Zirconia-Supported Silver Nanoparticles for the Catalytic Combustion of Pollutants Originating from Mobile Sources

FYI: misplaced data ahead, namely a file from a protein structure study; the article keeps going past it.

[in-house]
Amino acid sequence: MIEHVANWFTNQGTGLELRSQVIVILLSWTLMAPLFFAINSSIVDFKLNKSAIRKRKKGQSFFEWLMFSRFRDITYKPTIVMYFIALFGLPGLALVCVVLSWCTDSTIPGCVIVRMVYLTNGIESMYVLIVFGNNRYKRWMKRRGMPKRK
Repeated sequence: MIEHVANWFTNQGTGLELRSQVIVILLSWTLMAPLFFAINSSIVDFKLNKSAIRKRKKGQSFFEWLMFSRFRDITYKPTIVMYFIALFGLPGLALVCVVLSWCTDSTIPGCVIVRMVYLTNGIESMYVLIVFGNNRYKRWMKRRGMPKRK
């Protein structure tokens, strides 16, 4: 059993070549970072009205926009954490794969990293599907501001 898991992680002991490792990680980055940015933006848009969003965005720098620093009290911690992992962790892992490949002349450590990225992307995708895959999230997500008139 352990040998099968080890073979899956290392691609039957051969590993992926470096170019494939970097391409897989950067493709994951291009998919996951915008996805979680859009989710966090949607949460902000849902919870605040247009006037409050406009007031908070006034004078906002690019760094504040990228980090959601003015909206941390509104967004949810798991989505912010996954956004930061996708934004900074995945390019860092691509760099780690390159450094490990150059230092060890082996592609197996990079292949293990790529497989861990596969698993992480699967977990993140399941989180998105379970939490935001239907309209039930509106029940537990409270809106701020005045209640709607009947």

This work presents the physicochemical characterization and activity of zirconia-supported silver catalysts for the oxidation of pollutants present in diesel engine exhaust (propane, propene, naphthalene and soot). A series of silver-supported catalysts AgxZ (x = 1, 5 and 10 wt.%, Z = zirconia) were prepared, which were studied by various characterization techniques. The results show that silver is mainly found under the form of small metal nanoparticles (<10 nm) dispersed over the support. The metallic phase coexists with the AgOx oxidic phases. Silver is introduced onto the zirconia, generating Ag–ZrO2 catalysts with high activity for the oxidation of propene and naphthalene. These catalysts also show some activity for soot combustion. Silver species can contribute with zirconia in the catalytic redox cycle, through a synergistic effect, providing sites that facilitate the migration and availability of oxygen, which is favored by the presence of structural defects. This is a novel application of the AgOx–Ag/ZrO2 system in the combustion reaction of propene and naphthalene. The results are highly promising, given that the T50 values found for both model molecules are quite low.